Singapore's Infrastructure Asia, World Bank Group and SMU launch infrastructure capability programme for regional officials

Minister in the Prime Minister's Office and Second Minister for Finance Indranee Rajah at the virtual signing ceremony of a new infrastructure capability development programme for regional officials on June 1, 2020.
Minister in the Prime Minister's Office and Second Minister for Finance Indranee Rajah at the virtual signing ceremony of a new infrastructure capability development programme for regional officials on June 1, 2020.PHOTO: INFRASTRUCTURE ASIA
The first run of the programme will focus on clean energy, a sector which has been resilient despite the pandemic.
The first run of the programme will focus on clean energy, a sector which has been resilient despite the pandemic.PHOTO: ST FILE

SINGAPORE - Amid gloomy economic forecasts triggered by the Covid-19 pandemic, infrastructure remains a bright spot that can increase business activity and employment, said Minister in the Prime Minister's Office and Second Minister for Finance Indranee Rajah.

Growing economies need reliable infrastructure for carrying out essential functions when faced with external challenges, said Ms Indranee on Monday (June 1). She was speaking at a virtual signing ceremony to launch an infrastructure capability development programme for regional government officials.

"Infrastructure can reinvigorate business activity and employment as we seek to re-open our economies gradually."

Adding that sustainable infrastructure will shape the future, she said: "Already, we have seen many countries in the region develop innovative infrastructure projects to address both immediate needs and future trends. It is important that the region uses this time to continue to push forward on sustainability."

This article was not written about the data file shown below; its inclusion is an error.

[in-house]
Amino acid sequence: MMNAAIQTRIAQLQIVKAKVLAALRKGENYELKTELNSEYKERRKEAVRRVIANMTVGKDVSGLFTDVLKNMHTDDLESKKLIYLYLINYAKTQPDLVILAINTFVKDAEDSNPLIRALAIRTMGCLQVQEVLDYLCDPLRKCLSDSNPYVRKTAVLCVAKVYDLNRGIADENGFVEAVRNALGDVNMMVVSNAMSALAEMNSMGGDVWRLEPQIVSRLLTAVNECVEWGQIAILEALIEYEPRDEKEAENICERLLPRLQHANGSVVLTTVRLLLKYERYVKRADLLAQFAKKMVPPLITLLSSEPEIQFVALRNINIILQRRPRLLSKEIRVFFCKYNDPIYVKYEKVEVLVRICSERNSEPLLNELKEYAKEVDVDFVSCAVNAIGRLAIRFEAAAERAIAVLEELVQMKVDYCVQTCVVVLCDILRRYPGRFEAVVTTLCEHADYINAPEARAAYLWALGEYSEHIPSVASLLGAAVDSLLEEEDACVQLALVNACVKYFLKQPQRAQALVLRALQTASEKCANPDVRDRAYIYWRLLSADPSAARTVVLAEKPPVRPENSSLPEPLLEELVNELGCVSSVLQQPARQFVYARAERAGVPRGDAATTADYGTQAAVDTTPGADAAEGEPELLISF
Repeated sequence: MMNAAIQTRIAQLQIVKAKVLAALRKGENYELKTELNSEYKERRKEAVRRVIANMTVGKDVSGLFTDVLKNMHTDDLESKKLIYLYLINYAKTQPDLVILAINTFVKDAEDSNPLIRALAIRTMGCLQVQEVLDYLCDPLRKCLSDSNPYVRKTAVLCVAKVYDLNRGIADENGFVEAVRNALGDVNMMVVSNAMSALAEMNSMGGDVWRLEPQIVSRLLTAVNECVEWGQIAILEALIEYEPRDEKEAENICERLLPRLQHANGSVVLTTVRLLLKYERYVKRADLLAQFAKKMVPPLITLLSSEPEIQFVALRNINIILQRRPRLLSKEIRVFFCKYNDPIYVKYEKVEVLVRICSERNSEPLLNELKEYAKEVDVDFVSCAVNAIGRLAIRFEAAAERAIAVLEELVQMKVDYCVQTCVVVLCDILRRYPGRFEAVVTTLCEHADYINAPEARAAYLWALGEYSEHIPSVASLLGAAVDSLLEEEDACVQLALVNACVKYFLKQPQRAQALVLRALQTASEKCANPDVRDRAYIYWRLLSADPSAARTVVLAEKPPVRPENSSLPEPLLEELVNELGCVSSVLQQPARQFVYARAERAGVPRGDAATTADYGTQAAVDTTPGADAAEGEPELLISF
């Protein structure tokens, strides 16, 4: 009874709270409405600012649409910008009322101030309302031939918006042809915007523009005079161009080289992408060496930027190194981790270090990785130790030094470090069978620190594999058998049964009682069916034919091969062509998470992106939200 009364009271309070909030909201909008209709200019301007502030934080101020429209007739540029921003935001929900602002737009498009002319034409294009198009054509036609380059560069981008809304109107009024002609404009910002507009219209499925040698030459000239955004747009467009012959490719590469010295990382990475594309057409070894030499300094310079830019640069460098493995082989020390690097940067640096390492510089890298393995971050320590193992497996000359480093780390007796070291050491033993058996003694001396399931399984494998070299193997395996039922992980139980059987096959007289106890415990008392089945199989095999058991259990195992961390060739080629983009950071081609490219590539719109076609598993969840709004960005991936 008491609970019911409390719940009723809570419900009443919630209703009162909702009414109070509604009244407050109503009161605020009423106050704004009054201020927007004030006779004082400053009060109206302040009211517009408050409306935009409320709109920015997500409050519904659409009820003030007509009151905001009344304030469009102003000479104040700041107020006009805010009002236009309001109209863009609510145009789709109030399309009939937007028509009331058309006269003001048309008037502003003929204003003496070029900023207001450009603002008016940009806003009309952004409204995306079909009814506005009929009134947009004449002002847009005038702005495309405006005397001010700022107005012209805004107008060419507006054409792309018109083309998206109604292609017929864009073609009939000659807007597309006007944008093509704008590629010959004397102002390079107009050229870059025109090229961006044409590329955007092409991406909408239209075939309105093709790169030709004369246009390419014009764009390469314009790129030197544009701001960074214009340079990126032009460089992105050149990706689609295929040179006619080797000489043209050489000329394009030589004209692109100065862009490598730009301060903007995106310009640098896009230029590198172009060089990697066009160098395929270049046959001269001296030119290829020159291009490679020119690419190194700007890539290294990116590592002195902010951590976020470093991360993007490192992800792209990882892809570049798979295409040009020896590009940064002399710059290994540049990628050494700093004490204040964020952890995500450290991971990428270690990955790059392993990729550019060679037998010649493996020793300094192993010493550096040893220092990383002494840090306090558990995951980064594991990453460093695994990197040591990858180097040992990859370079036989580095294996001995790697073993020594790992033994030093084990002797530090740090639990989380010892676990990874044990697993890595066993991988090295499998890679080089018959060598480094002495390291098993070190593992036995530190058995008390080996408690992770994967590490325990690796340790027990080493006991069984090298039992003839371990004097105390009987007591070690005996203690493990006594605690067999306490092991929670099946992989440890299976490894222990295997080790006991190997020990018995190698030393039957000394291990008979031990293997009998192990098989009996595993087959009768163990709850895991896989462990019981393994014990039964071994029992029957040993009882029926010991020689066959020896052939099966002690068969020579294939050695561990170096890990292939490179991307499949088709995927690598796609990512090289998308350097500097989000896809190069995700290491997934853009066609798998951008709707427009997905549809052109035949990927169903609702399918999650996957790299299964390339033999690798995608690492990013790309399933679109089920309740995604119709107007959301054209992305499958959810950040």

Developed by Infrastructure Asia (IA) and the World Bank Group, and delivered by the Singapore Management University (SMU), the Growing Infrastructure Programme will train senior and mid-level regional government officials involved in project preparation.

In addition to creating a regulatory environment that is friendly towards private sector involvement and public-private partnerships in infrastructure, it will also raise awareness of solutions offered by Singapore-based companies and Singapore's infrastructure ecosystem, said Ms Indranee.

The first run of the programme will focus on clean energy, a sector which has been resilient despite the pandemic.

Many international financial sources remain available and very keen to support clean energy projects, she said. "The international private sector can hence continue to contribute to this area of infrastructure development."

Also witnessing the virtual signing ceremony on Monday were World Bank Singapore Director Jyoti Shukla, IA Executive Director Seth Tan and SMU President Lily Kong.

 

"We hope to support Asia's infrastructure development and, at the same time, spread the word about Singapore-based solutions," said IA's Mr Tan.

The World Bank's Ms Shukla stressed the need to invest in well-designed infrastructure for sustained economic growth.

"The World Bank Group is delighted to be a strategic partner in this critically important programme to harness Asia's collective expertise with collaboration between private players, governments and multilateral banks," she said.